John Harris, Sr., and the Mulberry Tree

John Harris, Sr., and the Mulberry Tree (HM2ASL)

Location: Harrisburg, PA 17104 Dauphin County
Buy Pennsylvania State flags at!
Country: United States of America
Buy United States of America flags at!

N 40° 15.395', W 76° 52.733'

  • 0 check ins
  • 0 favorites
The Story as reported by Robert Harris, grandson of John Harris, Sr., in 1828.
Around 1720, a band of Indians stopped at the Harris trading post requesting rum. John Harris refused to grant them. In anger, they tied Harris to a nearby mulberry tree with the intent of burning him alive. One of the Harris family's slaves, Hercules, paddled over to the West Shore to get help from a tribe living there. They came to rescue Harris, and he was so grateful that he immediately emancipated Hercules and, in doing so, proclaimed his intent of being buried beneath the famed mulberry tree.
What Documented History Tells Us
In 1701, at the request of Indian leaders, William Penn outlawed selling liquor to Indians. At a council held in 1706 with the Conestoga, Shawnee, and Conoy tribes, the Indians asked Governor John Evans to keep traders from meeting Indians returning from the hunt - when they were loaded with furs and pelts - getting them drunk, and taking all the fruits of their hunt before they returned to their wives and families. The governor agreed to require traders to do their trading at Indian towns only. Establishing trading posts was also part of the solution.
In 1707, Governor John Evans led a contingent of men to "Peixtan" to arrest Nicole Godin, a French trader who had been selling rum to

the Indians. Godin was also rumored to be inciting Indians against the English. The Shawnee complained about Pennsylvania's failure to enforce laws against rum traffic.
There is no written record of the attempted burning of John Harris, Sr. at the mulberry tree until 1828, more than 100 years after the event. Robert Harris, John Harris, Jr.'s son, took active steps to preserve the story of the mulberry tree for posterity.
The first known publication of the incident at the mulberry tree was by Samuel Breck, a close friend of Robert Harris, in 1828. William A. Reeder, also a friend of Robert Harris, created the painting of The Attempt to Burn John Harris in 1839 - 1840. The original painting, 3'-8.5" long and 2'6.5" wide, hung in the old Capitol building for many years.
George W. Harris, John Harris Sr.'s great grandson, continued the story in telling I. Daniel Rupp for his book History of Dauphin County published in 1846.
When Mr. Harris, Sr. died in 1748, he was buried under the mulberry tree as he had requested. In his will, drawn up 1846, John Harris directed that, "It is my will that that my negro man Hercules be set free & be allowed to live on a part of the tract purchased of James Allco... left to my son William."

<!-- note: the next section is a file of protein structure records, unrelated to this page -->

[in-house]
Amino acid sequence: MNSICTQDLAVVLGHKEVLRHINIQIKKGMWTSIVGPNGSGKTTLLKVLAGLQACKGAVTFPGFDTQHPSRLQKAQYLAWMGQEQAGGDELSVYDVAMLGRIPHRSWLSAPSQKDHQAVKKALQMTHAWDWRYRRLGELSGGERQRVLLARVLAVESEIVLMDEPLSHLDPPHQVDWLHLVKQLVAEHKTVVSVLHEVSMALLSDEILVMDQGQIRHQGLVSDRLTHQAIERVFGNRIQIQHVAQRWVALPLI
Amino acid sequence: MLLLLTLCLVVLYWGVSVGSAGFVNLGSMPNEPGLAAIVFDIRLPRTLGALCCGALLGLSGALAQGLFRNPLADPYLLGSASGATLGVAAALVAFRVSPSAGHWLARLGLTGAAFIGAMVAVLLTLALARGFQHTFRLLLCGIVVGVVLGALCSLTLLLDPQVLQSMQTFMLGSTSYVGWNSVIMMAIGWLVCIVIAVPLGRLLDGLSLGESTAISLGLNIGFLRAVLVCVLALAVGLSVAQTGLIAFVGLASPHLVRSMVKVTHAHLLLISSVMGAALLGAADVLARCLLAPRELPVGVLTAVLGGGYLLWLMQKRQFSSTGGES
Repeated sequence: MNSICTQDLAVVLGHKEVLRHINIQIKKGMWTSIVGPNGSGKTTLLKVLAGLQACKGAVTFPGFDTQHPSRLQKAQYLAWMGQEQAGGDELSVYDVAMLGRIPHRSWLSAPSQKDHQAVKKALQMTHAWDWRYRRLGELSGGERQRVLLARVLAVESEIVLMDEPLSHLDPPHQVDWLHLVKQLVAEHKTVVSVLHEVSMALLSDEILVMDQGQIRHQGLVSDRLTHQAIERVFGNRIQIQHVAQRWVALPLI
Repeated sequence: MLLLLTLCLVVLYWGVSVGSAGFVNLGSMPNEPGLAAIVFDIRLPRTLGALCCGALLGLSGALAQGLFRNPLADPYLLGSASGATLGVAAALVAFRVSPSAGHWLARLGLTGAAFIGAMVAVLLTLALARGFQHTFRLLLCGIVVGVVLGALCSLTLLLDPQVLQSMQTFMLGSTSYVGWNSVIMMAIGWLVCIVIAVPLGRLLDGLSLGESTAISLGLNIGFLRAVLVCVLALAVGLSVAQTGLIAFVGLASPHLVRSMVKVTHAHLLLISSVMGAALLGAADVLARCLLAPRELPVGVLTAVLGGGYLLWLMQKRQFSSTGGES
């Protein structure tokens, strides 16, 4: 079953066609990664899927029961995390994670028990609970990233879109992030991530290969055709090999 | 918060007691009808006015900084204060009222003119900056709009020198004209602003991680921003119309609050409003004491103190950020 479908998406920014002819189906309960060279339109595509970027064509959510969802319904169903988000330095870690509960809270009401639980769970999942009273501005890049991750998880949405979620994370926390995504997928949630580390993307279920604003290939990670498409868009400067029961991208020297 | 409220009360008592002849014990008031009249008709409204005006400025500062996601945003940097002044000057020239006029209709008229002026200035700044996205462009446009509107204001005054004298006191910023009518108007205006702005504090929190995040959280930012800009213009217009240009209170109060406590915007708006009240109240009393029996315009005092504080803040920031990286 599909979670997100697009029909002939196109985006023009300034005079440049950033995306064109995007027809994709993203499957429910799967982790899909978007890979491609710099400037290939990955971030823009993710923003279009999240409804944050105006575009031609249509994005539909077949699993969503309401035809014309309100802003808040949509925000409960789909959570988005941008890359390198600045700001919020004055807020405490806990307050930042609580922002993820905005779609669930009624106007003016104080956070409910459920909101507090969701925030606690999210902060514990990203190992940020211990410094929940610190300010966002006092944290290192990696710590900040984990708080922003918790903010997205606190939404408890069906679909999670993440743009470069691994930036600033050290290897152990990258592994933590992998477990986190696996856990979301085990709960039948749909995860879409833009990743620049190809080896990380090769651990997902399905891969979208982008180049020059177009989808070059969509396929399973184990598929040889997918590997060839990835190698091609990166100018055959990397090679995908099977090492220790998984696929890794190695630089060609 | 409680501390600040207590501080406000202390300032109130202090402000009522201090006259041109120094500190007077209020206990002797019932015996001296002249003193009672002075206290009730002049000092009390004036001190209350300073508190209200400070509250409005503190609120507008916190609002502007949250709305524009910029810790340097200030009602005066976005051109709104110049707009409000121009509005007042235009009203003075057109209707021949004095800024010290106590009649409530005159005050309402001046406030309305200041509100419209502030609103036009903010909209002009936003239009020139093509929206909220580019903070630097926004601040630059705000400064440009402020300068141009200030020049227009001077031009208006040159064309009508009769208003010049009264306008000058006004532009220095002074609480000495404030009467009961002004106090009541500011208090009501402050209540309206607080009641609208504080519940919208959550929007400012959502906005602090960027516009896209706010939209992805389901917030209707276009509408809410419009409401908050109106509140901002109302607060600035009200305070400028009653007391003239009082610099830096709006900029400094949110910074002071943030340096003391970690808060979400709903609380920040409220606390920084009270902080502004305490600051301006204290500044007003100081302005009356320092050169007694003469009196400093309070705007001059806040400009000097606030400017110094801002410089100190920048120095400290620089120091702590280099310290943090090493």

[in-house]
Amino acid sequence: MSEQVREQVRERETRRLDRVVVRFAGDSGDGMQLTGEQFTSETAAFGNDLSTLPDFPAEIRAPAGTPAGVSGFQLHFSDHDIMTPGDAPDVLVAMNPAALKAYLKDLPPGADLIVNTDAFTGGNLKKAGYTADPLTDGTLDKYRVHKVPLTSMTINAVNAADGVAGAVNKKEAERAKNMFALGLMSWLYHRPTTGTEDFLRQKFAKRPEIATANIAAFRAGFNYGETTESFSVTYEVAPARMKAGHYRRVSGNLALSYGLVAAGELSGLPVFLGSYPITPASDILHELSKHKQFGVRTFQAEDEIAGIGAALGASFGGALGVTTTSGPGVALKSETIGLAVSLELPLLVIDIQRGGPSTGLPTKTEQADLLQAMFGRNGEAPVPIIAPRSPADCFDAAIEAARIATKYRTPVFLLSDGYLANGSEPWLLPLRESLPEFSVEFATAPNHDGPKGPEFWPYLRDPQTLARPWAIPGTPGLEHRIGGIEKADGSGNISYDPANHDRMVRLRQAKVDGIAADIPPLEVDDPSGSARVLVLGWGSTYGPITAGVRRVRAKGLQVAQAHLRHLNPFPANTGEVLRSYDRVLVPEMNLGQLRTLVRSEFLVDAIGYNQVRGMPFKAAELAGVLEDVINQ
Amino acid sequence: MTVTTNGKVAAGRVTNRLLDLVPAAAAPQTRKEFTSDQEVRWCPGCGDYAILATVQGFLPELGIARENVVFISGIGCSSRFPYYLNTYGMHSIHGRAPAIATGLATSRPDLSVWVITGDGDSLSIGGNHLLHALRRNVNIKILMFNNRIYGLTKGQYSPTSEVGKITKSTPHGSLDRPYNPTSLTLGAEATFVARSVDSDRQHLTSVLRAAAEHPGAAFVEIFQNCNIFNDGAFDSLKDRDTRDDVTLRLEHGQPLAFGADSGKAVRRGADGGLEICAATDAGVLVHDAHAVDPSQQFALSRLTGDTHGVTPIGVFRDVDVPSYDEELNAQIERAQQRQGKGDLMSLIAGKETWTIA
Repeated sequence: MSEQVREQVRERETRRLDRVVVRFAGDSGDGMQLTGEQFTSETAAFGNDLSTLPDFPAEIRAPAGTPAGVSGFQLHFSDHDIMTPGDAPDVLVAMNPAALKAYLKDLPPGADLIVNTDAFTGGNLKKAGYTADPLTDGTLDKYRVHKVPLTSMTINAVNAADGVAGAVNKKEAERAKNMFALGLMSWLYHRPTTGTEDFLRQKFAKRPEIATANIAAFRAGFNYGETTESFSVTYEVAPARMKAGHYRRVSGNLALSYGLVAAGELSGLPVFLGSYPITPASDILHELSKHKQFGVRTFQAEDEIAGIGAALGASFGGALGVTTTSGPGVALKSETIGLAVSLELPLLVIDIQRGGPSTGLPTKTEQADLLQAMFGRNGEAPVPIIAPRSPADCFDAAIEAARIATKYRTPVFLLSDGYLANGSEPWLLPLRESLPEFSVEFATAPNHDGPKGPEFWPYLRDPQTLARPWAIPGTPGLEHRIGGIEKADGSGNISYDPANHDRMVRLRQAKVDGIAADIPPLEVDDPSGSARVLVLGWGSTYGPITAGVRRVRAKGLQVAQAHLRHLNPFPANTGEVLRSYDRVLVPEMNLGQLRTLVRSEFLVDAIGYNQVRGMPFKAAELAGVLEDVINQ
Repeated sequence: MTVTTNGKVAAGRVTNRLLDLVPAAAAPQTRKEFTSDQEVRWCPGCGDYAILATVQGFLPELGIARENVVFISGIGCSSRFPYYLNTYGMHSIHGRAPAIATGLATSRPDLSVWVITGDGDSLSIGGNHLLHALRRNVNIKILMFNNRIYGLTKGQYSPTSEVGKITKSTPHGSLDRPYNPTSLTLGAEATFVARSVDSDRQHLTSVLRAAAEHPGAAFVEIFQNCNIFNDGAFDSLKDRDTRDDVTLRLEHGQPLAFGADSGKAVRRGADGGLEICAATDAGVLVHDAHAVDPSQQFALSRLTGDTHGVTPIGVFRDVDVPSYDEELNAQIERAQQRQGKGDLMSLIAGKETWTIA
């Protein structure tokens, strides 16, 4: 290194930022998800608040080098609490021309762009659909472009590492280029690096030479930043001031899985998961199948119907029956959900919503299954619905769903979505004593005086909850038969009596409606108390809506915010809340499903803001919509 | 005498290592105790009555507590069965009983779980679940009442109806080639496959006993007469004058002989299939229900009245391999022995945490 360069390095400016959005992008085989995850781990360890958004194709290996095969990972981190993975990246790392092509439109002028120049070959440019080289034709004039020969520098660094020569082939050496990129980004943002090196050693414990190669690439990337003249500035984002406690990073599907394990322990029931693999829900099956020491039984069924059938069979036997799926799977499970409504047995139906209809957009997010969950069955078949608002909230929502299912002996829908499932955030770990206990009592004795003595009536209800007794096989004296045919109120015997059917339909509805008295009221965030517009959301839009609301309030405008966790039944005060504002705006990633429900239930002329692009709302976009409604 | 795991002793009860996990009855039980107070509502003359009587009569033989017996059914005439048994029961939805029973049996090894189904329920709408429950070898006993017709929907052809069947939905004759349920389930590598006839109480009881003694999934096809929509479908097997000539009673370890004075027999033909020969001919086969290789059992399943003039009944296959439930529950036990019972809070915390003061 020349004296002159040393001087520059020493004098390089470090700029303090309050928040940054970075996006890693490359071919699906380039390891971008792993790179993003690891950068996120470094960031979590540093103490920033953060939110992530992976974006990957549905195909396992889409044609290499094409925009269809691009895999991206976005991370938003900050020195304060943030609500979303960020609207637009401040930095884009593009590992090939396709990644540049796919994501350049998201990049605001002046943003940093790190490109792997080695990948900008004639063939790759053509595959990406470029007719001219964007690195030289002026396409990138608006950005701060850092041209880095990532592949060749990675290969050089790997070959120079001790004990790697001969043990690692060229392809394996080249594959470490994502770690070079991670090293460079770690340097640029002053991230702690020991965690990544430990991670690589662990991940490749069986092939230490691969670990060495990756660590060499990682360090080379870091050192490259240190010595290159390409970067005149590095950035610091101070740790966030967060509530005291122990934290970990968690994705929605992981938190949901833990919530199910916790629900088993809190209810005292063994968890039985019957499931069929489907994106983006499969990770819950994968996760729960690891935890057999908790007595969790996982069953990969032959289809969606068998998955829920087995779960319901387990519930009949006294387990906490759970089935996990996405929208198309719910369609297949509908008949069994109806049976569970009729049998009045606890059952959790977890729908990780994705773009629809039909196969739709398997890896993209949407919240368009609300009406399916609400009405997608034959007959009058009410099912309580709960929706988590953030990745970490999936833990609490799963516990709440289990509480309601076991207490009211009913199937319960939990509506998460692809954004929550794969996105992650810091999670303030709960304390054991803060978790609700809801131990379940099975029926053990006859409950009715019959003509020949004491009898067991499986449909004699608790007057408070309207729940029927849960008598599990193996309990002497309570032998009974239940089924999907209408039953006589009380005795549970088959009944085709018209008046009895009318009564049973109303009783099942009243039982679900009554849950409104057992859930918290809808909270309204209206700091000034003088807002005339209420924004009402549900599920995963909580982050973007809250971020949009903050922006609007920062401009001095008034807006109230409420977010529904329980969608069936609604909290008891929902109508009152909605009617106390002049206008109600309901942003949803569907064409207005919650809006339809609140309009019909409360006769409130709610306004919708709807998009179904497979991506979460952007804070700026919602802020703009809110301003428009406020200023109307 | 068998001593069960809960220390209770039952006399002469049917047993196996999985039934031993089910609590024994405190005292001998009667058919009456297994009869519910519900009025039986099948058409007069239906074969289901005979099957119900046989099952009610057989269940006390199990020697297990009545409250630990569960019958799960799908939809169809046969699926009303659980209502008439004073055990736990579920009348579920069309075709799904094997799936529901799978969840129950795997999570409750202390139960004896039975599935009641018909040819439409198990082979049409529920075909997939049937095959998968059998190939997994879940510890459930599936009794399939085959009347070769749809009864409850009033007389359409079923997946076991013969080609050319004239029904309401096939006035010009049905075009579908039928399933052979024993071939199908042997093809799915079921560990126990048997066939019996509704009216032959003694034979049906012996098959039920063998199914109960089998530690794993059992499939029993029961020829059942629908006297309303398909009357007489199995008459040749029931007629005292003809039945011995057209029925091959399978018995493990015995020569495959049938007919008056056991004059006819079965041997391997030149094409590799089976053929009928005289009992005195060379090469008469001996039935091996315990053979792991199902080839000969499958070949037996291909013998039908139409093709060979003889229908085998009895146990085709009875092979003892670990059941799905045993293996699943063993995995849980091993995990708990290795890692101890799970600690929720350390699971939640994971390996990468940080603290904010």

The people of Harrisburg assigned great significance to the mulberry tree, and went to

extraordinary lengths to preserve it. By 1840 it was still complete to the stumps of the first branches, and had been whitewashed for preservation.
The wood gavel and ballot box held at the HSDC are labeled with metal plates as having been made from the wood of the mulberry tree.
Marker ConditionNo reports yet
Date Added Saturday, August 25th, 2018 at 5:03pm PDT -07:00
Sorry, but we don't have a picture of this historical marker yet. If you have a picture, please share it with us. It's simple to do. 1) Become a member. 2) Adopt this historical marker listing. 3) Upload the picture.
Locationbig map
UTM (WGS84 Datum)18T E 340216 N 4457929
Decimal Degrees40.25658333, -76.87888333
Degrees and Decimal MinutesN 40° 15.395', W 76° 52.733'
Degrees, Minutes and Seconds40° 15' 23.7" N, 76° 52' 43.98" W
Driving DirectionsGoogle Maps
Area Code(s)717
Which side of the road?Marker is on the right when traveling North
Closest Postal AddressAt or near 219 S Front St, Harrisburg PA 17104, US
Alternative Maps Google Maps, MapQuest, Bing Maps, Yahoo Maps, MSR Maps, OpenCycleMap, MyTopo Maps, OpenStreetMap

Is this marker missing? Are the coordinates wrong? Do you have additional information that you would like to share with us? If so, check in.

Check Ins  check in   |    all

Have you seen this marker? If so, check in and tell us about it.

Comments 0 comments

Maintenance Issues
  1. Is this marker part of a series?
  2. What historical period does the marker represent?
  3. What historical place does the marker represent?
  4. What type of marker is it?
  5. What class is the marker?
  6. What style is the marker?
  7. Does the marker have a number?
  8. What year was the marker erected?
  9. Who or what organization placed the marker?
  10. This marker needs at least one picture.
  11. Can this marker be seen from the road?
  12. Is the marker in the median?